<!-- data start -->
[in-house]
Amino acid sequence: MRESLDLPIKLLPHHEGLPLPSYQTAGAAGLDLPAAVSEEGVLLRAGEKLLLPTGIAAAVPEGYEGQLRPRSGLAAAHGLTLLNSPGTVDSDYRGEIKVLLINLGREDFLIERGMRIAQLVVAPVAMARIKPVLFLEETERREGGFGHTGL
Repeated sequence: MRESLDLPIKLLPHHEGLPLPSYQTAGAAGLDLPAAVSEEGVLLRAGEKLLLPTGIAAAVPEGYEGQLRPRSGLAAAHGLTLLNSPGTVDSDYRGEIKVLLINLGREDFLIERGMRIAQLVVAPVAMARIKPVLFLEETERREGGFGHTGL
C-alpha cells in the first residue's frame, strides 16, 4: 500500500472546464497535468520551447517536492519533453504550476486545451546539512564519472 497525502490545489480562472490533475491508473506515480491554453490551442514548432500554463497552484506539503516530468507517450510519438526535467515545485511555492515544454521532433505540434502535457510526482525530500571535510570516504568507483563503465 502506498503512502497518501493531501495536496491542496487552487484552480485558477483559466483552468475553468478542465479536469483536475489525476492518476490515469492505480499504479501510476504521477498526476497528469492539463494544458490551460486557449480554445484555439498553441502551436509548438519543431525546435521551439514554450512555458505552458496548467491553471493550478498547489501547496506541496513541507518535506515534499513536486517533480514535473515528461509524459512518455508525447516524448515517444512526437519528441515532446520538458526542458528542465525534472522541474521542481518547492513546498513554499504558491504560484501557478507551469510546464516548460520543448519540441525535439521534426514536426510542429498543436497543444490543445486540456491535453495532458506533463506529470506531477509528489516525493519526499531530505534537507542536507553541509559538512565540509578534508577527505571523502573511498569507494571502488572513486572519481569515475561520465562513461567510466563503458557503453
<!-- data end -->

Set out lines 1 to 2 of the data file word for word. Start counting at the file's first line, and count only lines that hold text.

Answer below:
[in-house]
Amino acid sequence: MRESLDLPIKLLPHHEGLPLPSYQTAGAAGLDLPAAVSEEGVLLRAGEKLLLPTGIAAAVPEGYEGQLRPRSGLAAAHGLTLLNSPGTVDSDYRGEIKVLLINLGREDFLIERGMRIAQLVVAPVAMARIKPVLFLEETERREGGFGHTGL